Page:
Copyright ©The Author(s) 2017.
World J Orthop. Jan 18, 2017; 8(1): 21-29
Published online Jan 18, 2017. doi: 10.5312/wjo.v8.i1.21
Table 1 Correlations between the anatomical site of the pain and the possible underlying causes[6]
Location of painCommon possible pathology
Anterior ankle painDegenerative diseaseImpingement
Ankle joint capsule injury ex. Sport injury with maximum ankle joint plantar flexion
Medial pain below the medial malleolusSinus tarsi syndrome Subtalar degenerative changes Tarsal coalition of mid facetSpring ligament or deltoid ligament pathology Tibialis posterior pathology or medial impingement
Postero-medial painTibialis posterior tendonitisFlexor hallucis longus Tarsal tunnel syndrome
Posterior painAchilles tendinopathy Posterior impingementOs trigonum pathology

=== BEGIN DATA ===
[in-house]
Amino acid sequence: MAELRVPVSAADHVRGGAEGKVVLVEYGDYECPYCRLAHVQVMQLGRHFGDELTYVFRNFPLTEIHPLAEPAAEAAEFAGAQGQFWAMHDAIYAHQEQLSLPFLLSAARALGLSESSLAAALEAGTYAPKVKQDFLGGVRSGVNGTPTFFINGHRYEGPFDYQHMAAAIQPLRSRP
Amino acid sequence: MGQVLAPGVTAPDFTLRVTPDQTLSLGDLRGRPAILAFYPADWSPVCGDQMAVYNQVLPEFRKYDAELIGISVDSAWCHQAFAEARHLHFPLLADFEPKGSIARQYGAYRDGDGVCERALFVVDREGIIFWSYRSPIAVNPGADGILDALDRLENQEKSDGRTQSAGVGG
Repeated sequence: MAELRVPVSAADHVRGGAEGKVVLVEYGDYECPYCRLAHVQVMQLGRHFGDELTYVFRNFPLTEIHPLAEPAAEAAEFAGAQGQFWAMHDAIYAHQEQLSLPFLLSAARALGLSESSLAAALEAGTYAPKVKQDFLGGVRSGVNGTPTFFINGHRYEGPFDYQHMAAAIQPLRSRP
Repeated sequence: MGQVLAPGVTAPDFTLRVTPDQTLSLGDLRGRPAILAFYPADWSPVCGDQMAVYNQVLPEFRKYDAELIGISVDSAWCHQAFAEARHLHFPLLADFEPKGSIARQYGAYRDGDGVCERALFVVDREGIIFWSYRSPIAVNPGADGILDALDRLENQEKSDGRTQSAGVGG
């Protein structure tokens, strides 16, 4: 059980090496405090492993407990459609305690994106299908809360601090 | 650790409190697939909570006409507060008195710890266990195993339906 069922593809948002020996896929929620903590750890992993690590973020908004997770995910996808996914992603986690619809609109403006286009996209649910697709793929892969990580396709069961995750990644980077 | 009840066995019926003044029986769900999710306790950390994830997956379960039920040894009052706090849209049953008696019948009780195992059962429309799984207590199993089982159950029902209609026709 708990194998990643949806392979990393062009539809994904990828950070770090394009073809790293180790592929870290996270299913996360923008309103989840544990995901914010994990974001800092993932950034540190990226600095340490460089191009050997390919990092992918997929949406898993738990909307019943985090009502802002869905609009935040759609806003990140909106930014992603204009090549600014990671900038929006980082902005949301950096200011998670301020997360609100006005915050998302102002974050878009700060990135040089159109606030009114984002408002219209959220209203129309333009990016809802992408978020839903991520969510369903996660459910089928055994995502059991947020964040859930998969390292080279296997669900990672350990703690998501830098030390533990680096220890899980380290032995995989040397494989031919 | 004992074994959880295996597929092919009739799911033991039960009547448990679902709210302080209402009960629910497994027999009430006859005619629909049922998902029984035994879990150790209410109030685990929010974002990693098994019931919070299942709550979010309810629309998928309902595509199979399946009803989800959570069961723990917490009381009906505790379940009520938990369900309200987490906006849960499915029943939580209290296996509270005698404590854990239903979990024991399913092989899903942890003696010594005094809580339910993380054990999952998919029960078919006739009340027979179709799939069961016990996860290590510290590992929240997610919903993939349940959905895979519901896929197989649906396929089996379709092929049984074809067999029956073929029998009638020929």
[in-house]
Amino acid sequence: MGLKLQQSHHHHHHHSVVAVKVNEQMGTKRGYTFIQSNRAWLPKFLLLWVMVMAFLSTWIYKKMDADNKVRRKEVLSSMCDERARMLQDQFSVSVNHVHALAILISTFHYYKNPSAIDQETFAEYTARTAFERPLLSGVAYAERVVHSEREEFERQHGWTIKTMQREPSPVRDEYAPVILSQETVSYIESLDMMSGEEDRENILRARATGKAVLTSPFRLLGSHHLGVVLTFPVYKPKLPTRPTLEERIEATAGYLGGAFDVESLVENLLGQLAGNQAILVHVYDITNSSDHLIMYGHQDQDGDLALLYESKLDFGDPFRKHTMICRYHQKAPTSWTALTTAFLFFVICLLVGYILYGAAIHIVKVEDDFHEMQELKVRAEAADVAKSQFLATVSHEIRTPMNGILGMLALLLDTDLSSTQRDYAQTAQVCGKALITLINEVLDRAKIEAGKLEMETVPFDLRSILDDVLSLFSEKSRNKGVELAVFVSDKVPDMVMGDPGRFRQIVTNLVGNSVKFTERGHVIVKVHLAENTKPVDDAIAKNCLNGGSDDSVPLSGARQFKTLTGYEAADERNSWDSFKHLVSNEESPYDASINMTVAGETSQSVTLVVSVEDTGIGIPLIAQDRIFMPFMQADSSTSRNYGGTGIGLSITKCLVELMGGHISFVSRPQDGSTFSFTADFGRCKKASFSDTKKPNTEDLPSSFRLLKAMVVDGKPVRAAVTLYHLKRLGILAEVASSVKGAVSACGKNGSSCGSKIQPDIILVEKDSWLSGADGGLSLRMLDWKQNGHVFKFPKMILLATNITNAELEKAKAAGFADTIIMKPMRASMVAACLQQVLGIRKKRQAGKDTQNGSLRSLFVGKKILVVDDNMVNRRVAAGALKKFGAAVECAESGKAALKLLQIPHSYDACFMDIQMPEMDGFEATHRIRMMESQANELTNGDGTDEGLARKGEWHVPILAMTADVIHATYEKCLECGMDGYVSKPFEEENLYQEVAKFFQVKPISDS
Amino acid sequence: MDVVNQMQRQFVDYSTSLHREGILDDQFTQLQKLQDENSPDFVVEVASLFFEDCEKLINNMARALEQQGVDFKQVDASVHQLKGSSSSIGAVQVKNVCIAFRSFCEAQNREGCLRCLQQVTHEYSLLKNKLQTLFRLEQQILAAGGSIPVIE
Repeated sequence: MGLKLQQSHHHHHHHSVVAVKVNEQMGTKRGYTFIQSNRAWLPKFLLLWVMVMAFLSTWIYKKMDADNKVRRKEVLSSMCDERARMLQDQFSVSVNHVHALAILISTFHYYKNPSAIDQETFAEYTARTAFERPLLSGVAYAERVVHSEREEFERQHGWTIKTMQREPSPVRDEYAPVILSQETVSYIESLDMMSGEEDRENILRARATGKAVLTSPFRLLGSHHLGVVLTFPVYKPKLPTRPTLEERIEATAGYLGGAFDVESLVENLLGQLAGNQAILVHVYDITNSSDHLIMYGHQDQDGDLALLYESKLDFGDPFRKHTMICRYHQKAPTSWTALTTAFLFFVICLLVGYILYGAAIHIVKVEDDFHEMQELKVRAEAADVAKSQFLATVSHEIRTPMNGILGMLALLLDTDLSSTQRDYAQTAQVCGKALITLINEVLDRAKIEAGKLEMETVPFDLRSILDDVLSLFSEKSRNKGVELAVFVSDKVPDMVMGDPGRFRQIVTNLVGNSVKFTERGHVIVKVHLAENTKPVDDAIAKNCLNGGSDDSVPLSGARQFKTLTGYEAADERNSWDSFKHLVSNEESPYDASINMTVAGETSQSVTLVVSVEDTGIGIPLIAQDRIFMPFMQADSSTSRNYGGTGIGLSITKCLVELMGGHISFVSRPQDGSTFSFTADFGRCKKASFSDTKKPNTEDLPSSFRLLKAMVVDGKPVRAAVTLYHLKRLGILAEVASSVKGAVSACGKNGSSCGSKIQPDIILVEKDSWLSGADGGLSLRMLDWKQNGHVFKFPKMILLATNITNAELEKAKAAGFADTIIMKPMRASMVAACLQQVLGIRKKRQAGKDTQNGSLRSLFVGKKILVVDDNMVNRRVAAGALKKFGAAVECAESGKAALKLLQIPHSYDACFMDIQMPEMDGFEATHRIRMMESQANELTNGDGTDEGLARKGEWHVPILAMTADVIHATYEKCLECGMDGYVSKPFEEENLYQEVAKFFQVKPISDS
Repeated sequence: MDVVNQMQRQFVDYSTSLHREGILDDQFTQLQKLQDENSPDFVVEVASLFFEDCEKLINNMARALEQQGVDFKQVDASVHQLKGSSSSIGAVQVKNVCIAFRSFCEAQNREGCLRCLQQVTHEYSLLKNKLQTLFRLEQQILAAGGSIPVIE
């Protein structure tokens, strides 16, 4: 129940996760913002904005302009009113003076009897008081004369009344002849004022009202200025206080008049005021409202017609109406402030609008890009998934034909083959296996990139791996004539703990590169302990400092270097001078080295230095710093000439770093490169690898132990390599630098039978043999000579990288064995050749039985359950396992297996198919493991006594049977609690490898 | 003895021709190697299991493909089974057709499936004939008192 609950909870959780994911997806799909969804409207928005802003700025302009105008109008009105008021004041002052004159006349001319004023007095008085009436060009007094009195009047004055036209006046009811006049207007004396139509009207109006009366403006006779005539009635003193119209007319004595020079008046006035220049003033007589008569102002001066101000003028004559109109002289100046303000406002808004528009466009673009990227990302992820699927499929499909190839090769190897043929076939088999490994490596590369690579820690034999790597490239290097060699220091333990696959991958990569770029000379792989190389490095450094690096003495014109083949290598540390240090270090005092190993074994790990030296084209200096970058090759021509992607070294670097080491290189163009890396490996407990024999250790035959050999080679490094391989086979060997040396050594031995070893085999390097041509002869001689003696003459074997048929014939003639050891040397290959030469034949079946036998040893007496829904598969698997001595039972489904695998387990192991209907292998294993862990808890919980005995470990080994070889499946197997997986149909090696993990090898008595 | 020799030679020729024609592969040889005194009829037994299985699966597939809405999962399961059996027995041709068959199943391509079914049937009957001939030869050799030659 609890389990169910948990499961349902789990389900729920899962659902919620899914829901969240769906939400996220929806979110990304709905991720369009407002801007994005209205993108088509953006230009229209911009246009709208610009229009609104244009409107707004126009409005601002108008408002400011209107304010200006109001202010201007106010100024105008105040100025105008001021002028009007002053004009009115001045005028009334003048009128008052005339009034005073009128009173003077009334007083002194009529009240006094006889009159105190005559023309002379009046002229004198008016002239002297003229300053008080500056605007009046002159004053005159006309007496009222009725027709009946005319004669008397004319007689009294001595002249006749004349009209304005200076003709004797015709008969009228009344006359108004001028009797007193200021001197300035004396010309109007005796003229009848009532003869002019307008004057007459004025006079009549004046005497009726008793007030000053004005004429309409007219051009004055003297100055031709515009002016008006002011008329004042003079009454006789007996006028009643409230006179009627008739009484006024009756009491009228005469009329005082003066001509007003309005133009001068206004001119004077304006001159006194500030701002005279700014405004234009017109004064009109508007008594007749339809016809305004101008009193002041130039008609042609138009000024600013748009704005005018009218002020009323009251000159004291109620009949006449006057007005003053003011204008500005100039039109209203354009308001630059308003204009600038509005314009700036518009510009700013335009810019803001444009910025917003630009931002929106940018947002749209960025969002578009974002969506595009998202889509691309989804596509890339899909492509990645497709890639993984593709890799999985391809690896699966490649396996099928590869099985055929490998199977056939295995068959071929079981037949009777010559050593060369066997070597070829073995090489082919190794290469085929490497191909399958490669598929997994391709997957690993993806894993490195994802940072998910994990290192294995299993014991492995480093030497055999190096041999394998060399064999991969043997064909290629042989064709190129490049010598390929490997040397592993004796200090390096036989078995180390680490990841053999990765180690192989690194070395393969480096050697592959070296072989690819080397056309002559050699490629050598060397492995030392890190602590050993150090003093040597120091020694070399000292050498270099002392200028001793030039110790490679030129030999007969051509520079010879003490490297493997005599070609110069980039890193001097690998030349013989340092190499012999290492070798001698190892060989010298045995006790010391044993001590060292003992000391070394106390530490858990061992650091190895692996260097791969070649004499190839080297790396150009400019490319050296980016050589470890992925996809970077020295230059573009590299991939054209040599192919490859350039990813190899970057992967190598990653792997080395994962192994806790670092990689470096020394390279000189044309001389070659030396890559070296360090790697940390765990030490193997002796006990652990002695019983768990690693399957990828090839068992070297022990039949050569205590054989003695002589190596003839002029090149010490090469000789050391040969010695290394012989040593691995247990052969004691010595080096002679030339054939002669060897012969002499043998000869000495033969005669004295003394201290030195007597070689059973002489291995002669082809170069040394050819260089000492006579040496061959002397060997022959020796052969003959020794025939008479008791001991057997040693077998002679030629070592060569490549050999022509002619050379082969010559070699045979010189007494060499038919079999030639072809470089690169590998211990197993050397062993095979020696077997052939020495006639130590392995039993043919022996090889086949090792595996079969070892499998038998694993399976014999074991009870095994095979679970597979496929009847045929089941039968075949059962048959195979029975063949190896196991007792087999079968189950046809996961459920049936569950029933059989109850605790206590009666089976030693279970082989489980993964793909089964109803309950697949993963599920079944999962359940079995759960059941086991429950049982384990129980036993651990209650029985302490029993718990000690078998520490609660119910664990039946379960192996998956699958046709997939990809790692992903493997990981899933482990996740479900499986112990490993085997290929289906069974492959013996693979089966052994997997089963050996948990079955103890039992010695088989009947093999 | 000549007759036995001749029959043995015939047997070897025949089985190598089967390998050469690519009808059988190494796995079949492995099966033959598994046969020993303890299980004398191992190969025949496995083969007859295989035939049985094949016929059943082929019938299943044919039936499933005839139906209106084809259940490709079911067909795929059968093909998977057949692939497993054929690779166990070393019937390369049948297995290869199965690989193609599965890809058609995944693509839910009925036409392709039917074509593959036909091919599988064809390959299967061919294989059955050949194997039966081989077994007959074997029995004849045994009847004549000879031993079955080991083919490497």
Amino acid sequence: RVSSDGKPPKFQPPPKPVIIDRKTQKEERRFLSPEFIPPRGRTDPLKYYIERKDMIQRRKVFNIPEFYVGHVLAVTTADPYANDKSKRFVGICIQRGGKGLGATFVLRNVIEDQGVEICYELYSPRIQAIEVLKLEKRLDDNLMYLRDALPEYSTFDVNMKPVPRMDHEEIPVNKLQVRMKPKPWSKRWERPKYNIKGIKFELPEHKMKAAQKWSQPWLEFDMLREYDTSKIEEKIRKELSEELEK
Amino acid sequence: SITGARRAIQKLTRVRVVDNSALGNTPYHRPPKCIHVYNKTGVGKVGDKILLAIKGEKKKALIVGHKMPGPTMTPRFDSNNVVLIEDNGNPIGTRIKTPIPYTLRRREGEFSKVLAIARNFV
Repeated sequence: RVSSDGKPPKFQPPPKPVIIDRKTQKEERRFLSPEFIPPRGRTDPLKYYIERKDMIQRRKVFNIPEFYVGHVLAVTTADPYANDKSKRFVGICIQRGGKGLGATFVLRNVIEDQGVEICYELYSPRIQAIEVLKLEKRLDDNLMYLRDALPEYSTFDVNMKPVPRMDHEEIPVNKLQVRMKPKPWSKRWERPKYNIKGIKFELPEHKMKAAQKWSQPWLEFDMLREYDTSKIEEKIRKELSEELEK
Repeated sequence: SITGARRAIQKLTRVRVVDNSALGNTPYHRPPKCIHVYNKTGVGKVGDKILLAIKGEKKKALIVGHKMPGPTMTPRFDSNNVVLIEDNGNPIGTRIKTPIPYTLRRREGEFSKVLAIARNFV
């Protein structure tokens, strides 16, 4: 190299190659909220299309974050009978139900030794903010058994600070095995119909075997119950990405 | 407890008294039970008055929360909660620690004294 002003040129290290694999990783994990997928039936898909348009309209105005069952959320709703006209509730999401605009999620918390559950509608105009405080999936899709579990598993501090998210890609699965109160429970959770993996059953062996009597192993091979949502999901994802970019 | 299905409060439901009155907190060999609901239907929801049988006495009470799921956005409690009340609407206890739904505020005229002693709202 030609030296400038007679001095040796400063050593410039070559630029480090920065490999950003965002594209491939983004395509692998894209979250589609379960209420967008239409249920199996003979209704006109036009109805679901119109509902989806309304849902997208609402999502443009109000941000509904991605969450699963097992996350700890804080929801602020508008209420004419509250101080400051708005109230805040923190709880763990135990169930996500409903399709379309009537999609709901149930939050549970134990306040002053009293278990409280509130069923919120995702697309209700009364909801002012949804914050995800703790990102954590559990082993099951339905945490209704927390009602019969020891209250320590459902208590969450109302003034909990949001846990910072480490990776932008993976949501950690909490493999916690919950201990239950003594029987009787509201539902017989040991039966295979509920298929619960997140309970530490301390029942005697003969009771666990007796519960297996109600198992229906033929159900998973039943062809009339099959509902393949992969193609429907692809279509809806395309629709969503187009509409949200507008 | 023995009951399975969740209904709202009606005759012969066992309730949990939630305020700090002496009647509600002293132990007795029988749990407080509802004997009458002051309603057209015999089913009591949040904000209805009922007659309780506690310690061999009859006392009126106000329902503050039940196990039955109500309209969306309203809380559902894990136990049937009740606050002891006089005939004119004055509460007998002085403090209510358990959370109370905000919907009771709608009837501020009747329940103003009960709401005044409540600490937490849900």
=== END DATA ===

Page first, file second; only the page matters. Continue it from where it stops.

Postero-lateral painPeroneal tendon
Lateral painStress fracture of distal fibula ATFL injury Lateral impingementSinus tarsi syndrome Subtalar pathology Calcaneal fracture malunion
Heel painPlantar fasciitis Calcaneal stress fracture Entrapment of first branch of lateral plantar nerveFat pad atrophy/contusion Tarsal tunnel syndrome Foreign body reaction Plantar fascia rupture
Mid foot painDegenerative disease Post traumatic arthritisTarsal bones stress fracture Ligament injury ex Lisfranc injury Insertional tendinopathy of peroneal brevis
Forefoot painMetatarsalgia Morton neuropathy Stress fracture Freiberg diseaseMetatarsophalangeal joint synovitis Nail pathology
Forefoot pain - big toeHallux valgus/rigidus Inflamed bunionSesamoiditis Sesamoid fracture
Forefoot pain - 2nd, 3rd and 4th toeClaw toe Hammer toeMallet toe
Forefoot pain - little toeInflamed bunionette